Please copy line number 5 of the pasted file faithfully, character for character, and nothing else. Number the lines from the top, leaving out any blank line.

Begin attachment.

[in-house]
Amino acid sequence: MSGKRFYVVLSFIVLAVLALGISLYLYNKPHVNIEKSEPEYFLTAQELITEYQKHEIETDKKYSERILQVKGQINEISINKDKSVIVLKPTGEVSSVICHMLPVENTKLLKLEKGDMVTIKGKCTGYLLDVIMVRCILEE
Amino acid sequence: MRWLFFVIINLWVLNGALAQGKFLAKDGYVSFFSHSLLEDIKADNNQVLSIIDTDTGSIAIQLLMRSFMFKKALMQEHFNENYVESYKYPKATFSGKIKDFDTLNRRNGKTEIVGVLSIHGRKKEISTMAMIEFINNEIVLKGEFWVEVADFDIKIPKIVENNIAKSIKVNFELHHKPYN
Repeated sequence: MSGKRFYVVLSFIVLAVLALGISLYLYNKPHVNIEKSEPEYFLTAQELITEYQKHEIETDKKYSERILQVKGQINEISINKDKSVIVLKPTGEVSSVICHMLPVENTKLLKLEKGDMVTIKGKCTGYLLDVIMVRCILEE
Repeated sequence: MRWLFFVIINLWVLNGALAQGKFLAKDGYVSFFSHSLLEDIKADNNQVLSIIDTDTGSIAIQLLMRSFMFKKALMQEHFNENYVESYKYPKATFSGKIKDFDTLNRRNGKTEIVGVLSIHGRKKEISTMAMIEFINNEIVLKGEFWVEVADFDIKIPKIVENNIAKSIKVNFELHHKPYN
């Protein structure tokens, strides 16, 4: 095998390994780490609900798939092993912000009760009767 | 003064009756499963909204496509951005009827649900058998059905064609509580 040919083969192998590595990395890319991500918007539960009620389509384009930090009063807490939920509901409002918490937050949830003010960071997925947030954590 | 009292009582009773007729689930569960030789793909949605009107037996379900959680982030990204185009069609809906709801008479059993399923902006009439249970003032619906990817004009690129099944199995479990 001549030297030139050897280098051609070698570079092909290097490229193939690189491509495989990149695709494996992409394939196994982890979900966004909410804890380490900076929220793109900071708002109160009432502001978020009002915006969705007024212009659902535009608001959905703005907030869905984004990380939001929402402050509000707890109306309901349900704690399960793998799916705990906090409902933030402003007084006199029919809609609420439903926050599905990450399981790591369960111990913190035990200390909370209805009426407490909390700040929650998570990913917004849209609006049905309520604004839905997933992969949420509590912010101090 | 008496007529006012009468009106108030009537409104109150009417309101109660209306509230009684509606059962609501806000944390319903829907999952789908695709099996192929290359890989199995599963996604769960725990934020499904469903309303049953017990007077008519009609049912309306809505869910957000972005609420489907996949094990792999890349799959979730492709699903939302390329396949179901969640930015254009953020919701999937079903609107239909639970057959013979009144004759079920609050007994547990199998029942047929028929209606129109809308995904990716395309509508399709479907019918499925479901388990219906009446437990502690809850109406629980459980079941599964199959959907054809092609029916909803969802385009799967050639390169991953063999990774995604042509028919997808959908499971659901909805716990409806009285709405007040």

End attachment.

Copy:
Repeated sequence: MRWLFFVIINLWVLNGALAQGKFLAKDGYVSFFSHSLLEDIKADNNQVLSIIDTDTGSIAIQLLMRSFMFKKALMQEHFNENYVESYKYPKATFSGKIKDFDTLNRRNGKTEIVGVLSIHGRKKEISTMAMIEFINNEIVLKGEFWVEVADFDIKIPKIVENNIAKSIKVNFELHHKPYN